Peter Chirico (pictured above advising officials in Côte d’Ivoire) is a scientist with the U.S. Geological Survey who has worked to understand how the exploitation of diamonds and other natural resources contributes to the funding of conflicts. Chirico serves as scientific and technical advisor to the State Department of State’s Bureau of Economic and Business Affairs.

Dazzling Minerals Can Have a Darker Side

There are components of things we depend on every day that are made from minerals and metals mined all over the world—from toothpaste and cosmetics . . . to cell phones . . . to the jewelry and luxury goods we own.”

—Peter Chirico, U.S. Geological Survey

Terrorist organizations and other armed groups can derive their funding from illegally mined minerals such as gold, tin, tantalum and tungsten, many of which are essential ingredients in everyday technology products. Perhaps the most well-known source of such illegal mineral wealth is conflict diamonds, also known as “blood diamonds.”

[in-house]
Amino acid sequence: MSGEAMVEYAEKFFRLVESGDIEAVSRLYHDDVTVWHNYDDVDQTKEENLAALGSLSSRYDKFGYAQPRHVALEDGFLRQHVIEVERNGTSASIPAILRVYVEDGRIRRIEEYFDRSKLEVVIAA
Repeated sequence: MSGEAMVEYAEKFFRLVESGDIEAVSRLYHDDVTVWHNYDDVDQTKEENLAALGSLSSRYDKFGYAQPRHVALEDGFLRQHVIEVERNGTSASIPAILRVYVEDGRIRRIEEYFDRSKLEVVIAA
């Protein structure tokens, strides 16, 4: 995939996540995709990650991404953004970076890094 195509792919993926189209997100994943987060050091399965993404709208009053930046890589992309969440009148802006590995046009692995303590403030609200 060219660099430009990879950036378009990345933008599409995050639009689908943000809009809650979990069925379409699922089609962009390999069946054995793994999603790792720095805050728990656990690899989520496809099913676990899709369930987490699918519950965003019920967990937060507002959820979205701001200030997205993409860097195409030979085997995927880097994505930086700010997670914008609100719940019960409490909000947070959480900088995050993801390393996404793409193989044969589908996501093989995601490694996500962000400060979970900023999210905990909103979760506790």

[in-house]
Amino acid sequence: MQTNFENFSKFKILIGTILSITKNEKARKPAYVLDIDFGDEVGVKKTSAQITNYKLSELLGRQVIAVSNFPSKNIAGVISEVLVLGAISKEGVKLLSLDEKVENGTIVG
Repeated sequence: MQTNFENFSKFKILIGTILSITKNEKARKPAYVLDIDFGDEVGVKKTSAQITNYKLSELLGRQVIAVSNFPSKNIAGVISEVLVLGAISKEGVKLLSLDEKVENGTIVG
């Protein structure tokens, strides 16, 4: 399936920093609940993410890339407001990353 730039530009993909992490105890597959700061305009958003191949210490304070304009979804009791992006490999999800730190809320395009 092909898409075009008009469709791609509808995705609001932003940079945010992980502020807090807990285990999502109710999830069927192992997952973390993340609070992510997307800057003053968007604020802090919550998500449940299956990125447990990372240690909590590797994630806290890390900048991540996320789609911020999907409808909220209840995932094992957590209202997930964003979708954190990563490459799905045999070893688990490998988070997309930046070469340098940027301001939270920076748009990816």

Increasingly, consumers are asking questions about the origins of diamonds and other minerals and whether they have been mined responsibly. To support responsible sourcing and ensure ongoing prosperity in the mineral trade, American diplomats and scientific experts work closely with governments, international organizations, and the business community to sever the links between mineral resources and armed conflicts.

This includes active American participation in the Kimberley Process, an international certification scheme named for the South African city in which initial organizing meetings took place in 2000. The Kimberley Process regulates the international trade of rough diamonds and builds support for due diligence guidelines that promote conflict-free supply chains for all minerals.

Handful of rough diamonds

Handful of rough diamonds on loan from National Museum of Natural History

Diamonds in the Rough
Rough, uncut, unpolished diamonds like these are often used by rebel groups to finance military action against legitimate and internationally recognized governments. Kimberley Process Certificates confirm that rough diamonds have not benefited these groups.